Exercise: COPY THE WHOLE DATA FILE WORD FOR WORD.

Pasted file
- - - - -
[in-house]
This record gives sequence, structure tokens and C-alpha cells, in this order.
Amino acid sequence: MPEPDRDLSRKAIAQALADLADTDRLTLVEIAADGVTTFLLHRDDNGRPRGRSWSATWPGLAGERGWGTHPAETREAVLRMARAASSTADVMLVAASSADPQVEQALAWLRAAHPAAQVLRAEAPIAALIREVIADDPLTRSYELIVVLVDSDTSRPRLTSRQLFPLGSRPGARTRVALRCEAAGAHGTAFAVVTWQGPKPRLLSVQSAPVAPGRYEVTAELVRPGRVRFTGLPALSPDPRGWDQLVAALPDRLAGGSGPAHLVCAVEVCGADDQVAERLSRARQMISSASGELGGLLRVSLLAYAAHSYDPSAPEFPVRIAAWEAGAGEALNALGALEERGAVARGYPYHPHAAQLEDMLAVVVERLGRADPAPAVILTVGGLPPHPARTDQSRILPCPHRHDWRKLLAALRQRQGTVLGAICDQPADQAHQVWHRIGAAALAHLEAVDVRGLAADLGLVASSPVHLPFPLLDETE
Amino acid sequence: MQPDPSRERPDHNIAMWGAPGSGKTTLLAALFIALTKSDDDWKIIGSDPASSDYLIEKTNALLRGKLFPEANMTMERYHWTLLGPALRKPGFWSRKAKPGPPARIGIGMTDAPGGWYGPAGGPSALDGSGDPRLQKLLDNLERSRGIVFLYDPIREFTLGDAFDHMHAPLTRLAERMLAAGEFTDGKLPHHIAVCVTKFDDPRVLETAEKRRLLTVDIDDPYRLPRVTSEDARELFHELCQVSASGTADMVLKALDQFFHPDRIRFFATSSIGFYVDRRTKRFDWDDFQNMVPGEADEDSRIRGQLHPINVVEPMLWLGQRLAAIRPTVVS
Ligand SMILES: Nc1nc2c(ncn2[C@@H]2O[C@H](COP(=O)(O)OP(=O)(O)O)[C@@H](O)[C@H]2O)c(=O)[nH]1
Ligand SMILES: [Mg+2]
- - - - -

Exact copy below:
[in-house]
This record gives sequence, structure tokens and C-alpha cells, in this order.
Amino acid sequence: MPEPDRDLSRKAIAQALADLADTDRLTLVEIAADGVTTFLLHRDDNGRPRGRSWSATWPGLAGERGWGTHPAETREAVLRMARAASSTADVMLVAASSADPQVEQALAWLRAAHPAAQVLRAEAPIAALIREVIADDPLTRSYELIVVLVDSDTSRPRLTSRQLFPLGSRPGARTRVALRCEAAGAHGTAFAVVTWQGPKPRLLSVQSAPVAPGRYEVTAELVRPGRVRFTGLPALSPDPRGWDQLVAALPDRLAGGSGPAHLVCAVEVCGADDQVAERLSRARQMISSASGELGGLLRVSLLAYAAHSYDPSAPEFPVRIAAWEAGAGEALNALGALEERGAVARGYPYHPHAAQLEDMLAVVVERLGRADPAPAVILTVGGLPPHPARTDQSRILPCPHRHDWRKLLAALRQRQGTVLGAICDQPADQAHQVWHRIGAAALAHLEAVDVRGLAADLGLVASSPVHLPFPLLDETE
Amino acid sequence: MQPDPSRERPDHNIAMWGAPGSGKTTLLAALFIALTKSDDDWKIIGSDPASSDYLIEKTNALLRGKLFPEANMTMERYHWTLLGPALRKPGFWSRKAKPGPPARIGIGMTDAPGGWYGPAGGPSALDGSGDPRLQKLLDNLERSRGIVFLYDPIREFTLGDAFDHMHAPLTRLAERMLAAGEFTDGKLPHHIAVCVTKFDDPRVLETAEKRRLLTVDIDDPYRLPRVTSEDARELFHELCQVSASGTADMVLKALDQFFHPDRIRFFATSSIGFYVDRRTKRFDWDDFQNMVPGEADEDSRIRGQLHPINVVEPMLWLGQRLAAIRPTVVS
Ligand SMILES: Nc1nc2c(ncn2[C@@H]2O[C@H](COP(=O)(O)OP(=O)(O)O)[C@@H](O)[C@H]2O)c(=O)[nH]1
Ligand SMILES: [Mg+2]